The man once portrayed by Justin Timberlake is known for his large donations to Democrats, but is now focusing on Republican voters in Mississippi.
Mississippi is in the rare position of having two US Senate seats on the table in the upcoming November election. Long time Republican incumbent Roger Wicker will face Democratic challenger David Baria in the regularly scheduled general election. A second special election will take place on the same ballot to fill the seat once occupied by Thad Chocran, who retired earlier this spring.
Gov. Phil Bryant (R) appointed Cindy Hyde-Smith to hold the Cochran seat until the November election. Hyde-Smith is a former Democrat that switched to the Republican Party while serving in the Mississippi state legislature.
Hyde-Smith’s biggest challenger is conservative State Senator Chris McDaniel, who came close to defeating Cochran in the 2014 Republican Primary after receiving the endorsement of Donald Trump. While Hyde-Smith maintains she is a conservative Republican, recent filings show her campaign is receiving major backing by liberal billionaire Sean Parker.
Parker is best known for co-founding Napster and Facebook. He was once portrayed by Justin Timberlake in the movie The Social Network.
Over the years, Parker has used his money to push the liberal agenda, including a $300,000 donation to help get Hillary Clinton to the White House. He teamed up with former Vice President Al Gore in 2012 to help progressive candidates gain more traction online and has written checks for hundreds of thousands to several Democrat candidates at the state level.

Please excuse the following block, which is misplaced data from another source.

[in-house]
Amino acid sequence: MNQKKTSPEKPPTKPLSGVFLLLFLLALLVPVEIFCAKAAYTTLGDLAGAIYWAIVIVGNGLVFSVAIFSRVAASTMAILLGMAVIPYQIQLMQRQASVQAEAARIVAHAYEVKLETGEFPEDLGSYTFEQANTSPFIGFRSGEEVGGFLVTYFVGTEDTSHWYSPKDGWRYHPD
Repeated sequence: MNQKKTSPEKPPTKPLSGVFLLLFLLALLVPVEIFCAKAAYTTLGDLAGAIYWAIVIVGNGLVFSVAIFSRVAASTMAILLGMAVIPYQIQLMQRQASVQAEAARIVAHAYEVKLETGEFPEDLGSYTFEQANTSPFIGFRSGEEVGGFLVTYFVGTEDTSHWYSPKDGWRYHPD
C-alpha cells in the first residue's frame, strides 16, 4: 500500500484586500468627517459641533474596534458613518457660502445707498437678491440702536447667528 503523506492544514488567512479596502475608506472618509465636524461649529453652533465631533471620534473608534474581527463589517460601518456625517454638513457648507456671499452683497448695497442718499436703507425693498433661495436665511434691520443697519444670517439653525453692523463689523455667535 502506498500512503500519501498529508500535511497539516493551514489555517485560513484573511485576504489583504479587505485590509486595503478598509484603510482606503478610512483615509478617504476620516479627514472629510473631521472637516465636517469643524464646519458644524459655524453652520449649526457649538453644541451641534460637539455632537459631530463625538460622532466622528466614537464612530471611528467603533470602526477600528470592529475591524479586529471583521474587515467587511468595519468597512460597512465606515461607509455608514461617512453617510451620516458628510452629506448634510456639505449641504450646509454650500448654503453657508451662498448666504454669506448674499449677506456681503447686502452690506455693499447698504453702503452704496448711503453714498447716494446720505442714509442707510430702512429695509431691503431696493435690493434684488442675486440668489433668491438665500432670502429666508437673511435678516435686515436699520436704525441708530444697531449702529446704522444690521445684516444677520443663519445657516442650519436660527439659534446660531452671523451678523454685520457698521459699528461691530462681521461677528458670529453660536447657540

Parker’s most recent contribution is raising eyebrows. The liberal entrepreneur recently donated a quarter million dollars to the Mississippi Victory Fund, a PAC that is dedicated to keeping Republican Cindy Hyde-Smith in Washington.
Some speculate Parker’s involvement is to ensure the more conservative candidate does not win in November. “One thing is for sure: Sean Parker knows Chris McDaniel is dangerous to his cause of advancing liberalism,” Ryan Walters wrote in an op-ed on Mississippi Conservative Daily. Walters says Hyde-Smith is the anti-gun “Establishment’s choice” and Parker may be backing her as a way of keeping McDaniel out of the Senate. “He knows McDaniel can’t be bought and is a rock-solid supporter of the Second Amendment, concealed carry, open carry, and will not support any gun control measures.”
Republicans Cindy Hyde-Smith and Chris McDaniel will appear on the Nov 6 special election ballot, along with Democrats Mike Espy and Toby Bartee. Mississippi law states the victor must receive over 50 percent of the vote to be declared the winner. If no candidate reaches that plateau, a runoff election will be held November 27 between the top two vote-getters.